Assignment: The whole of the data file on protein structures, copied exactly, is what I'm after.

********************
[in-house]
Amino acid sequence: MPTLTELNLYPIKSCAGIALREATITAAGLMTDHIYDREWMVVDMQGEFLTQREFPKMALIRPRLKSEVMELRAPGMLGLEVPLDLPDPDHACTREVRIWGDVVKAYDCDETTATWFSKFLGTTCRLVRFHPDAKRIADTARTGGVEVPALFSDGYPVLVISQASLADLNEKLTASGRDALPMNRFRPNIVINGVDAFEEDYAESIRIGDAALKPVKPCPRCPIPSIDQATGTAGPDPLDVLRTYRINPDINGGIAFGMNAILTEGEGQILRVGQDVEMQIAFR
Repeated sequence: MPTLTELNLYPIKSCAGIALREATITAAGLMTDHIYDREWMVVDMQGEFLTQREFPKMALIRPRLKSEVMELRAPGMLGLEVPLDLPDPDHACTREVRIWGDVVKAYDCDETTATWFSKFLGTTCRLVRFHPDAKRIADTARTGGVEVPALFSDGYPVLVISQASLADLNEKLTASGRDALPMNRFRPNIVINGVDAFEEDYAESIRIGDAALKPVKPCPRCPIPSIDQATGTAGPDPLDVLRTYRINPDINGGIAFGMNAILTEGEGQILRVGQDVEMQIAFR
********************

[in-house]
Amino acid sequence: MPTLTELNLYPIKSCAGIALREATITAAGLMTDHIYDREWMVVDMQGEFLTQREFPKMALIRPRLKSEVMELRAPGMLGLEVPLDLPDPDHACTREVRIWGDVVKAYDCDETTATWFSKFLGTTCRLVRFHPDAKRIADTARTGGVEVPALFSDGYPVLVISQASLADLNEKLTASGRDALPMNRFRPNIVINGVDAFEEDYAESIRIGDAALKPVKPCPRCPIPSIDQATGTAGPDPLDVLRTYRINPDINGGIAFGMNAILTEGEGQILRVGQDVEMQIAFR
Repeated sequence: MPTLTELNLYPIKSCAGIALREATITAAGLMTDHIYDREWMVVDMQGEFLTQREFPKMALIRPRLKSEVMELRAPGMLGLEVPLDLPDPDHACTREVRIWGDVVKAYDCDETTATWFSKFLGTTCRLVRFHPDAKRIADTARTGGVEVPALFSDGYPVLVISQASLADLNEKLTASGRDALPMNRFRPNIVINGVDAFEEDYAESIRIGDAALKPVKPCPRCPIPSIDQATGTAGPDPLDVLRTYRINPDINGGIAFGMNAILTEGEGQILRVGQDVEMQIAFR